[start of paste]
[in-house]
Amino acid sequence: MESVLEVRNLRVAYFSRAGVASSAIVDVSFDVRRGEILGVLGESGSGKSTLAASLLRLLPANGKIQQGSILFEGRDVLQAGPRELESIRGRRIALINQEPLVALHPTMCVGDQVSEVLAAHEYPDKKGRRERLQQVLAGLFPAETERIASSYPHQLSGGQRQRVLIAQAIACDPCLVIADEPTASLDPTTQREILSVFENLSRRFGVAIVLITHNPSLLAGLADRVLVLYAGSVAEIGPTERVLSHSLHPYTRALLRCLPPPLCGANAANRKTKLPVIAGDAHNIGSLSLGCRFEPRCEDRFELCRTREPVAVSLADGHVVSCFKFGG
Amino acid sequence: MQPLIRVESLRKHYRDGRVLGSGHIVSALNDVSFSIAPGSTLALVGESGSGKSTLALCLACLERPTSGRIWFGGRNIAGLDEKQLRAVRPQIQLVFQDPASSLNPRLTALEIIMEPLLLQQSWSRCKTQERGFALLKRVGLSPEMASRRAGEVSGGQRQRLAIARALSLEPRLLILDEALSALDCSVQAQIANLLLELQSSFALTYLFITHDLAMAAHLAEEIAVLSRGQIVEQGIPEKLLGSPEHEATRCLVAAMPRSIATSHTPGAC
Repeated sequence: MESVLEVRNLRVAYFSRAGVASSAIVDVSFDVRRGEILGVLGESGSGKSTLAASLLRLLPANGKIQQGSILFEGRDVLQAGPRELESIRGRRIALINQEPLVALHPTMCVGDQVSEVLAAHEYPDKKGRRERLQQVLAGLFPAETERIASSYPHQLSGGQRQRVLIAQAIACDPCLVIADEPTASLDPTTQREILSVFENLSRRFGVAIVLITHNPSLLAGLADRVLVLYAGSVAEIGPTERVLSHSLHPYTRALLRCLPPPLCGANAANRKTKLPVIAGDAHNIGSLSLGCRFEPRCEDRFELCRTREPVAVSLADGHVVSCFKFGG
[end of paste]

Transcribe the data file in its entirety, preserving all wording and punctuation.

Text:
[in-house]
Amino acid sequence: MESVLEVRNLRVAYFSRAGVASSAIVDVSFDVRRGEILGVLGESGSGKSTLAASLLRLLPANGKIQQGSILFEGRDVLQAGPRELESIRGRRIALINQEPLVALHPTMCVGDQVSEVLAAHEYPDKKGRRERLQQVLAGLFPAETERIASSYPHQLSGGQRQRVLIAQAIACDPCLVIADEPTASLDPTTQREILSVFENLSRRFGVAIVLITHNPSLLAGLADRVLVLYAGSVAEIGPTERVLSHSLHPYTRALLRCLPPPLCGANAANRKTKLPVIAGDAHNIGSLSLGCRFEPRCEDRFELCRTREPVAVSLADGHVVSCFKFGG
Amino acid sequence: MQPLIRVESLRKHYRDGRVLGSGHIVSALNDVSFSIAPGSTLALVGESGSGKSTLALCLACLERPTSGRIWFGGRNIAGLDEKQLRAVRPQIQLVFQDPASSLNPRLTALEIIMEPLLLQQSWSRCKTQERGFALLKRVGLSPEMASRRAGEVSGGQRQRLAIARALSLEPRLLILDEALSALDCSVQAQIANLLLELQSSFALTYLFITHDLAMAAHLAEEIAVLSRGQIVEQGIPEKLLGSPEHEATRCLVAAMPRSIATSHTPGAC
Repeated sequence: MESVLEVRNLRVAYFSRAGVASSAIVDVSFDVRRGEILGVLGESGSGKSTLAASLLRLLPANGKIQQGSILFEGRDVLQAGPRELESIRGRRIALINQEPLVALHPTMCVGDQVSEVLAAHEYPDKKGRRERLQQVLAGLFPAETERIASSYPHQLSGGQRQRVLIAQAIACDPCLVIADEPTASLDPTTQREILSVFENLSRRFGVAIVLITHNPSLLAGLADRVLVLYAGSVAEIGPTERVLSHSLHPYTRALLRCLPPPLCGANAANRKTKLPVIAGDAHNIGSLSLGCRFEPRCEDRFELCRTREPVAVSLADGHVVSCFKFGG